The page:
NEHforAll.org showcases high-impact projects funded by the full range of NEH grant lines. In addition to serving as a resource for advocates, the website acts as a resource for those interested in applying for NEH grants. It’s a place to learn about successful NEH-funded projects—how they were structured and what their impacts were. With a few NEH grant deadlines approaching, we’ve curated a list of NEH for All profiles that might help you in applying for two of these grant lines.
The Native Northeast Research Collaborative (NNRC) is a vast digital humanities project that engages tribes, scholars, educators, students, and the public to preserve, curate, and study Indigenous peoples and communities in the Atlantic Northeast. Over the last eleven years of their operation, NNRC’s digitization efforts have helped to publish materials spanning three centuries, addressing an urgent need for reliable primary source material on the Northeast region’s Indigenous peoples. With an NEH CARES grant, NNRC and the Mashantucket Pequot Museum & Research Center created On Our Own Ground: Pequot Community Papers, 1813-1849. Grant funding allowed the project to hire editors, editorial assistants, and community scholars from the Eastern Pequot and Mashantucket Pequot communities, who then transcribed, edited, annotated, and published a series of 19th century documents that shed light on the everyday lives of Eastern and Mashantucket Pequot people in Early Republic Connecticut.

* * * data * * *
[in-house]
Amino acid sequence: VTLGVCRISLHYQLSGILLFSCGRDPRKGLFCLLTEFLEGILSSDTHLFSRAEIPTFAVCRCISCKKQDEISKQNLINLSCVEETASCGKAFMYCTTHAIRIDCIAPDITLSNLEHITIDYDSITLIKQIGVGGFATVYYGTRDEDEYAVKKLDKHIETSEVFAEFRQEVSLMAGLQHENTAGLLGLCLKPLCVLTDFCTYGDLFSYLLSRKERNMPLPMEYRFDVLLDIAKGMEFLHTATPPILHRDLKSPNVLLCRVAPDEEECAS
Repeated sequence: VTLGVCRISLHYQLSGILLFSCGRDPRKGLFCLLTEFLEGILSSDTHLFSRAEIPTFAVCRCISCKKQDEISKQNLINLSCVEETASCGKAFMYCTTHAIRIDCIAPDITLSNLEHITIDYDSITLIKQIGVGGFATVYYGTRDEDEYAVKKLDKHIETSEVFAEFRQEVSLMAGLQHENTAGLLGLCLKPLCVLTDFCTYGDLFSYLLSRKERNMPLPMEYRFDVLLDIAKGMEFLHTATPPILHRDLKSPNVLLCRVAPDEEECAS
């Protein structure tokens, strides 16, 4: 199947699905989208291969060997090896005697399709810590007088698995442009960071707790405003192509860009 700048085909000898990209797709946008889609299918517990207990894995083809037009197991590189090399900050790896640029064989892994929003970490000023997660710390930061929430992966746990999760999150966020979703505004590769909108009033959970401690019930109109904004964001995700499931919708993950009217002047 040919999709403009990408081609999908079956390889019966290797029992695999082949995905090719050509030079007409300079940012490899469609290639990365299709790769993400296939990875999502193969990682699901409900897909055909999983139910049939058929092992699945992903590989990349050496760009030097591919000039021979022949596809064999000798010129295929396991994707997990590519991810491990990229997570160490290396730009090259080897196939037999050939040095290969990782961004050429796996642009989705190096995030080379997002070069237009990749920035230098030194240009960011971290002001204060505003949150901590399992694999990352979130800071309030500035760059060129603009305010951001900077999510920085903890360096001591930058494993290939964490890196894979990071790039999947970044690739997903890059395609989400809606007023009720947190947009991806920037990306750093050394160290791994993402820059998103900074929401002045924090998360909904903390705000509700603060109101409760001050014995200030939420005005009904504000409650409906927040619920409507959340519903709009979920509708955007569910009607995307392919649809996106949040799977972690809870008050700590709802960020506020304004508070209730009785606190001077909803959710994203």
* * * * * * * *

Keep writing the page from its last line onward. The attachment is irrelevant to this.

Since 2017, the NEH for All team has documented and communicated the impact of National Endowment for the Humanities funding, which has included working with project directors to survey ongoing NEH-funded projects. NHA’s Humanities Impact Survey Toolkit was developed from these efforts.
The Walter Anderson Museum of Art (WAMA) in Ocean Springs, Mississippi preserves the legacy of Walter Anderson—a prolific artist who spent the majority of his career on the Mississippi Gulf Coast documenting the local culture and landscape through his artwork. WAMA uses Anderson’s artwork as a catalyst for public programming and education to explore human connections with the natural world. Responding to the COVID-19 pandemic, WAMA leveraged an NEH CARES grant to develop Southern Art/Wider World, which included live digital lectures that brought together scholars, community leaders, and the public to explore Mississippi’s diverse cultural and natural landscapes. Through our NEH for All initiative, we partnered with WAMA to document the impact of these lectures. Survey results from the lecture series demonstrate how WAMA provided space for cultural exploration amidst physical distancing measures.
This year’s sweeping challenges have made the need to make sense of our histories even more clear, and cultural organizations are undertaking this crucial work in a variety of creative ways. The International Storytelling Center in Jonesborough, Tennessee’s new Freedom Stories project offers virtual discussions about African American heritage and Appalachian history with Black scholars, storytellers, thought leaders, and community experts. Each event features a live storytelling performance followed by a panel discussion on African American and Appalachian history, as well as life in the region in the present day.